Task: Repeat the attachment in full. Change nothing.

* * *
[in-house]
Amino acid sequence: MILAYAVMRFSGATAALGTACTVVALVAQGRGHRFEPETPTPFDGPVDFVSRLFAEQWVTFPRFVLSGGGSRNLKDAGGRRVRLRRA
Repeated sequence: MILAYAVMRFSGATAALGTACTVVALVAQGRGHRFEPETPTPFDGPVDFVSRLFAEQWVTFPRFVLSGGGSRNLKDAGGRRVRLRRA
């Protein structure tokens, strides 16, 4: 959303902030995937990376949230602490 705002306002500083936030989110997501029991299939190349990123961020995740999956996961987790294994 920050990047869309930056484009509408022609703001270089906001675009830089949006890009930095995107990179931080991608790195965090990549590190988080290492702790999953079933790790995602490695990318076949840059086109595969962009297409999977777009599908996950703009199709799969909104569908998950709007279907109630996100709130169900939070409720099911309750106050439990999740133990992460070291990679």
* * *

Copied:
[in-house]
Amino acid sequence: MILAYAVMRFSGATAALGTACTVVALVAQGRGHRFEPETPTPFDGPVDFVSRLFAEQWVTFPRFVLSGGGSRNLKDAGGRRVRLRRA
Repeated sequence: MILAYAVMRFSGATAALGTACTVVALVAQGRGHRFEPETPTPFDGPVDFVSRLFAEQWVTFPRFVLSGGGSRNLKDAGGRRVRLRRA
């Protein structure tokens, strides 16, 4: 959303902030995937990376949230602490 705002306002500083936030989110997501029991299939190349990123961020995740999956996961987790294994 920050990047869309930056484009509408022609703001270089906001675009830089949006890009930095995107990179931080991608790195965090990549590190988080290492702790999953079933790790995602490695990318076949840059086109595969962009297409999977777009599908996950703009199709799969909104569908998950709007279907109630996100709130169900939070409720099911309750106050439990999740133990992460070291990679």